There can be no surer sign of decrepitude and decay in faith than a prevalent nervousness about naming and commending reason, an unwillingness to allude to its existence except under wrappings of language which suggest that it is but a necessary evil. The fear of doing injury to the unstable by a bolder policy is perversely fallacious. The faith of ordinary people would be far more clear and sure if they had been freely instructed in the responsibilities of reason.
Fear of a truth without can only be cured by taking it within, or rather accepting it as already within.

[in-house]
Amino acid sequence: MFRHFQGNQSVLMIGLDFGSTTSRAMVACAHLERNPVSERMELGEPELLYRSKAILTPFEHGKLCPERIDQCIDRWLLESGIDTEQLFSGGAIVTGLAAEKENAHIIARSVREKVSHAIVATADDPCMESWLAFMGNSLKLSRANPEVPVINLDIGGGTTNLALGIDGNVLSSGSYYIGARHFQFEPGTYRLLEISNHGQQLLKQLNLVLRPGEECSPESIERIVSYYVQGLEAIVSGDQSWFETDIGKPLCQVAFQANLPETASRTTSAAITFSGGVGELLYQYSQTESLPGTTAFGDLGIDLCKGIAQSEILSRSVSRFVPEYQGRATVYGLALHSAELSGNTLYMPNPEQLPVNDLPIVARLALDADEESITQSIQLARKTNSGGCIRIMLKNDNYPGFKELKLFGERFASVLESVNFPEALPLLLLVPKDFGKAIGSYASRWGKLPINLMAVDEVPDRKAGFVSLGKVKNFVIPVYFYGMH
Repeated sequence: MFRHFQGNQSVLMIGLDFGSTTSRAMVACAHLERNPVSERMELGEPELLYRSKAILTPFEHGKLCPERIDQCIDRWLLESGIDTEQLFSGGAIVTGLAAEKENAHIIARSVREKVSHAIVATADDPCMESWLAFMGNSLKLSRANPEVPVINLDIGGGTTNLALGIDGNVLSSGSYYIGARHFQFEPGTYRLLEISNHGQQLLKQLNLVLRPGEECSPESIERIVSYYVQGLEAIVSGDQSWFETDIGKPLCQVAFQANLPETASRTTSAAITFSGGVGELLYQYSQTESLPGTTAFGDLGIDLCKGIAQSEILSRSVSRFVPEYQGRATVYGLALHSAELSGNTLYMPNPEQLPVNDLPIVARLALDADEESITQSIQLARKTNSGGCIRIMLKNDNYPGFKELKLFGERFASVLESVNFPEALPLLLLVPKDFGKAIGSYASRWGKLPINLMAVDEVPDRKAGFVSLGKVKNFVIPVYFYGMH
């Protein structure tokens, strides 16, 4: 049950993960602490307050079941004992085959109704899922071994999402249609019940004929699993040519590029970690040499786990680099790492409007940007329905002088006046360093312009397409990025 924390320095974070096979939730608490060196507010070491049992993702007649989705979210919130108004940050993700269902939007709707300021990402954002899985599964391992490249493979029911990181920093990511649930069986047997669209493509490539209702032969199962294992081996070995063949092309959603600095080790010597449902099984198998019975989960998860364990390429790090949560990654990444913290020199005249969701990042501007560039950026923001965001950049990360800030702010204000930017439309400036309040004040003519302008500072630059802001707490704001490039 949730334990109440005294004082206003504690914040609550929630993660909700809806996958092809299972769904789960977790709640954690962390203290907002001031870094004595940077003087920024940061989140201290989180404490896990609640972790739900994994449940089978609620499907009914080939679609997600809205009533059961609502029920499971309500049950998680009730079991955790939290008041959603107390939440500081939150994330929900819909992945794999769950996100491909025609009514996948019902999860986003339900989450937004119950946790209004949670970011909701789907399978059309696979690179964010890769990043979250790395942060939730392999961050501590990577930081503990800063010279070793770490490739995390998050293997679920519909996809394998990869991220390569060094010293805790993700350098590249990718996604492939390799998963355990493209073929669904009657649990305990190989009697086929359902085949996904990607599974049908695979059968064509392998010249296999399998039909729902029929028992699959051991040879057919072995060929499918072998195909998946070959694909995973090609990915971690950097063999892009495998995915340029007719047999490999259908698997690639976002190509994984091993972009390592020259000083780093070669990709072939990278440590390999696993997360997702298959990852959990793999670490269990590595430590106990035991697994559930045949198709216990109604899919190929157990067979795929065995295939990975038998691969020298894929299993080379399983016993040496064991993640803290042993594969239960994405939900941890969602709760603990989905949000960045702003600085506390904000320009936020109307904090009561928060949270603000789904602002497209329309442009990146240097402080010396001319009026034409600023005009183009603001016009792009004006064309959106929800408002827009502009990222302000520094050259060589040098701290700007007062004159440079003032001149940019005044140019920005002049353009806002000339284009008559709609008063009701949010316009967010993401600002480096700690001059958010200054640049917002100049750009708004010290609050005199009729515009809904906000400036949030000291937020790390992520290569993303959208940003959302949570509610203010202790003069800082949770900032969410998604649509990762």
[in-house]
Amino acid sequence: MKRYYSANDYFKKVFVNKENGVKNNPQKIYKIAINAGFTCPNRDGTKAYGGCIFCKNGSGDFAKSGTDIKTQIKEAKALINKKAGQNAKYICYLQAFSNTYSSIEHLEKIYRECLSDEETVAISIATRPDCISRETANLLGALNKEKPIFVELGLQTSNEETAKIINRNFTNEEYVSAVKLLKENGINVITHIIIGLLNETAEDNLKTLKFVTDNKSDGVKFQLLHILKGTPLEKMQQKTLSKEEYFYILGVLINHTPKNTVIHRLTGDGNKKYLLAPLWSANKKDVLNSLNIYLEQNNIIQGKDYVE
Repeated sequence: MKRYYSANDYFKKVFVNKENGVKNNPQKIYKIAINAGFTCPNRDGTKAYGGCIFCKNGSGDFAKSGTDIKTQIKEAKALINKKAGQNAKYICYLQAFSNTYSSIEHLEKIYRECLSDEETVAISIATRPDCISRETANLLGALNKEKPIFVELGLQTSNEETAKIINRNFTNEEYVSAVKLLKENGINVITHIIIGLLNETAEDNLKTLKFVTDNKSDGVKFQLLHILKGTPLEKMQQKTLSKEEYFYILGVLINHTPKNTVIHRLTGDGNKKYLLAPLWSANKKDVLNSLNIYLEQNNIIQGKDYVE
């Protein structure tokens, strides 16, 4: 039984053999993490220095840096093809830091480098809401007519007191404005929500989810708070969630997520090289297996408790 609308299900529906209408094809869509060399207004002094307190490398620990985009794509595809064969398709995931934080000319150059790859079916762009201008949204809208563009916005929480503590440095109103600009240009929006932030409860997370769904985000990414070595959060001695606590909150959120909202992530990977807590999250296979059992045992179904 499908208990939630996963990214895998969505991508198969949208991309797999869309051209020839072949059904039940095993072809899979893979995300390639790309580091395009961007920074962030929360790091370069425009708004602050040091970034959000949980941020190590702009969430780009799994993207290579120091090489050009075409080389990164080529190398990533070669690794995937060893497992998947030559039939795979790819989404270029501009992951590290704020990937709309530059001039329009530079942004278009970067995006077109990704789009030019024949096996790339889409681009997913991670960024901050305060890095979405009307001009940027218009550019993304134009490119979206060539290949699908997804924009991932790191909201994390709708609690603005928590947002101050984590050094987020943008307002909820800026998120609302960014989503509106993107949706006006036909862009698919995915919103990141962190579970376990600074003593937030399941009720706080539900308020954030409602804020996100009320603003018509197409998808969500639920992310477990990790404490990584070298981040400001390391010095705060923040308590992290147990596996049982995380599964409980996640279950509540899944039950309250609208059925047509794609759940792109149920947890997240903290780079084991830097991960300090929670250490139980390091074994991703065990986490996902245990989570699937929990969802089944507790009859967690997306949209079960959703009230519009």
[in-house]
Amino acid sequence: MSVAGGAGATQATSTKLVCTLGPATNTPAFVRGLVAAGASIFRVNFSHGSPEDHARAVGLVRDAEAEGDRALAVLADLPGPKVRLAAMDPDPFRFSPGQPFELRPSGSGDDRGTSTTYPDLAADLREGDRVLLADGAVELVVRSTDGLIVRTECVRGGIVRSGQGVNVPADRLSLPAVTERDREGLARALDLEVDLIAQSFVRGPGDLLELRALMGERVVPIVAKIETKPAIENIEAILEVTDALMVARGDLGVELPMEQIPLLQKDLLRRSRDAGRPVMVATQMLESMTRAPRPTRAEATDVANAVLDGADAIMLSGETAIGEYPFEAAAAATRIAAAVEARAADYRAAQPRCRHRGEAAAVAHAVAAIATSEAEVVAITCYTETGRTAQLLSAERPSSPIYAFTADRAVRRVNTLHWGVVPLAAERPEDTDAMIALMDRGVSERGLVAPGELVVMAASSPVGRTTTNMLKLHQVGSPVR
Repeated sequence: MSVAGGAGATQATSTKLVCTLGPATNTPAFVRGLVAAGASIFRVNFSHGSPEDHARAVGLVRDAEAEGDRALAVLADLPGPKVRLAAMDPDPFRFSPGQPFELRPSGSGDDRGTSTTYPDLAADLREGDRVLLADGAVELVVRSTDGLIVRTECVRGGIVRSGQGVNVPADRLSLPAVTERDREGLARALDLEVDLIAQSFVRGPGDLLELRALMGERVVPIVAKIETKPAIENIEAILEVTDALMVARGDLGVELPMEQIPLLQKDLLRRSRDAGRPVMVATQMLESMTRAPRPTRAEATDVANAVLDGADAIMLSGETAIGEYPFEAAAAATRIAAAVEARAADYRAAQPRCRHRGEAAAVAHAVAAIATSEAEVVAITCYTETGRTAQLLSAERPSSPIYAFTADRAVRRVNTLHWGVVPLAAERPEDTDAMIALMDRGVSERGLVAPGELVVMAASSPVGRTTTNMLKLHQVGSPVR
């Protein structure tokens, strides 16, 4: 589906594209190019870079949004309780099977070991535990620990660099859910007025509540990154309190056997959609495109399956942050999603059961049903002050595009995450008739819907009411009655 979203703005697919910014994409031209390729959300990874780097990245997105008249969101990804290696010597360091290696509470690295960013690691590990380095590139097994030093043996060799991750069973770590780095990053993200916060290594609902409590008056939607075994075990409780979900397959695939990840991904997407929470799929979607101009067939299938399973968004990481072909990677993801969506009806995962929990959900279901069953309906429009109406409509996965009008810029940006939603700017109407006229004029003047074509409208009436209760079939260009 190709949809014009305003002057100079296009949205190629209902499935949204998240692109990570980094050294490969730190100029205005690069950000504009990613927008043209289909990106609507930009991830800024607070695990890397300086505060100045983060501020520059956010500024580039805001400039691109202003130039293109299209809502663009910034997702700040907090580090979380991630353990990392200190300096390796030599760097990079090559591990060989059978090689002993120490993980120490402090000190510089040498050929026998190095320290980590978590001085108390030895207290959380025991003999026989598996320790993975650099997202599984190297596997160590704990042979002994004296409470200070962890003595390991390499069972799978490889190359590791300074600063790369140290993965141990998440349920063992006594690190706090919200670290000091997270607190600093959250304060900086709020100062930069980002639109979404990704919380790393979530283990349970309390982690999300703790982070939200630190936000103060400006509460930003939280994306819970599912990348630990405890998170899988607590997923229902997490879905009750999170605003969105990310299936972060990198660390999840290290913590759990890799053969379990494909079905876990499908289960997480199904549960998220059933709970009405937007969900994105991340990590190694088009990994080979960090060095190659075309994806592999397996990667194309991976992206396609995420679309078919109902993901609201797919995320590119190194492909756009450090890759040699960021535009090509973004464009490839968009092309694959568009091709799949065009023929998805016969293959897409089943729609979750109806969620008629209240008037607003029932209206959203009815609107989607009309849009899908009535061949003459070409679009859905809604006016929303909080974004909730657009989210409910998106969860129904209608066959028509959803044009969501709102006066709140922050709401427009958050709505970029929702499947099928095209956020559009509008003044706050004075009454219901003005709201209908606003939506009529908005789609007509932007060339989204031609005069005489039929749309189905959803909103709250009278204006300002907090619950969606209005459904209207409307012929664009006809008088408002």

Yet on another ground the wisdom of uplifting the banner of reason may be justly questioned, namely, on account of the incurable ambiguity of the term itself.
- Born on April 23rd, 1828 in Dublin, Ireland and died on November 30th, 1892
- Irish theologian and editor
- Published a translation of the New Testament